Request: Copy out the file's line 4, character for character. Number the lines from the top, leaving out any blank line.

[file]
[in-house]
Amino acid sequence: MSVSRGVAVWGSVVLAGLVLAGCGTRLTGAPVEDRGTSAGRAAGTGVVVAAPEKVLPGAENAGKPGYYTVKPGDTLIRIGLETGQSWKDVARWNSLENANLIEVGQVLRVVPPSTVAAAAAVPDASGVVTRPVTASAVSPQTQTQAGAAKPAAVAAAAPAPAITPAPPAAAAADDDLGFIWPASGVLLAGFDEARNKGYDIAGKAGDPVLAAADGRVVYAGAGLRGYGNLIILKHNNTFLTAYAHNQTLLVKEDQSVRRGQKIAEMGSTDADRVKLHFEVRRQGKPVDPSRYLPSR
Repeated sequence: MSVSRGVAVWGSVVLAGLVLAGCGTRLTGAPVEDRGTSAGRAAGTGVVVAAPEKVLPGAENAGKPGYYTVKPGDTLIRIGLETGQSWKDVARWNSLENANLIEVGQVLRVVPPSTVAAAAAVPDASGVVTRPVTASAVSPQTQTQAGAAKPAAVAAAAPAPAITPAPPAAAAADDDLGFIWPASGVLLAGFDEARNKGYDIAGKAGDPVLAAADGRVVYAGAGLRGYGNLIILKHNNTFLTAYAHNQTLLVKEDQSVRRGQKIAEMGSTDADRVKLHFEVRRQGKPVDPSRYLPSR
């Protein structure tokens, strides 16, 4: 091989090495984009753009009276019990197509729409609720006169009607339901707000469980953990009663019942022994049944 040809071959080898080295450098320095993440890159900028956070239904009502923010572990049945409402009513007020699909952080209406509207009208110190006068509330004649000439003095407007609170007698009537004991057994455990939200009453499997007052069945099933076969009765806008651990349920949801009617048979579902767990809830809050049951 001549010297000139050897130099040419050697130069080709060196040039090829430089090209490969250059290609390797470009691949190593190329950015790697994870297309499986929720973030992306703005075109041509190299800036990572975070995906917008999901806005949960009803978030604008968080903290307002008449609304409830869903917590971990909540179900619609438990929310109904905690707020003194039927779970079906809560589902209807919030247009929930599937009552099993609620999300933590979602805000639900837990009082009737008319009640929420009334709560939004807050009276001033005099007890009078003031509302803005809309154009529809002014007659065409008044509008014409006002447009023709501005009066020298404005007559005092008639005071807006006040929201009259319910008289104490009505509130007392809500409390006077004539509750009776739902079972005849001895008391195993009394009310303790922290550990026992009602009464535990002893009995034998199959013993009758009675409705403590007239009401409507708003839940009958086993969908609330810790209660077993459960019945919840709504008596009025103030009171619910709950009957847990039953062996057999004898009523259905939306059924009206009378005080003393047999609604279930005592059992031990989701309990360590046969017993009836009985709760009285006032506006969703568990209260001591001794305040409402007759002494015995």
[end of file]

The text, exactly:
């Protein structure tokens, strides 16, 4: 091989090495984009753009009276019990197509729409609720006169009607339901707000469980953990009663019942022994049944 040809071959080898080295450098320095993440890159900028956070239904009502923010572990049945409402009513007020699909952080209406509207009208110190006068509330004649000439003095407007609170007698009537004991057994455990939200009453499997007052069945099933076969009765806008651990349920949801009617048979579902767990809830809050049951 001549010297000139050897130099040419050697130069080709060196040039090829430089090209490969250059290609390797470009691949190593190329950015790697994870297309499986929720973030992306703005075109041509190299800036990572975070995906917008999901806005949960009803978030604008968080903290307002008449609304409830869903917590971990909540179900619609438990929310109904905690707020003194039927779970079906809560589902209807919030247009929930599937009552099993609620999300933590979602805000639900837990009082009737008319009640929420009334709560939004807050009276001033005099007890009078003031509302803005809309154009529809002014007659065409008044509008014409006002447009023709501005009066020298404005007559005092008639005071807006006040929201009259319910008289104490009505509130007392809500409390006077004539509750009776739902079972005849001895008391195993009394009310303790922290550990026992009602009464535990002893009995034998199959013993009758009675409705403590007239009401409507708003839940009958086993969908609330810790209660077993459960019945919840709504008596009025103030009171619910709950009957847990039953062996057999004898009523259905939306059924009206009378005080003393047999609604279930005592059992031990989701309990360590046969017993009836009985709760009285006032506006969703568990209260001591001794305040409402007759002494015995």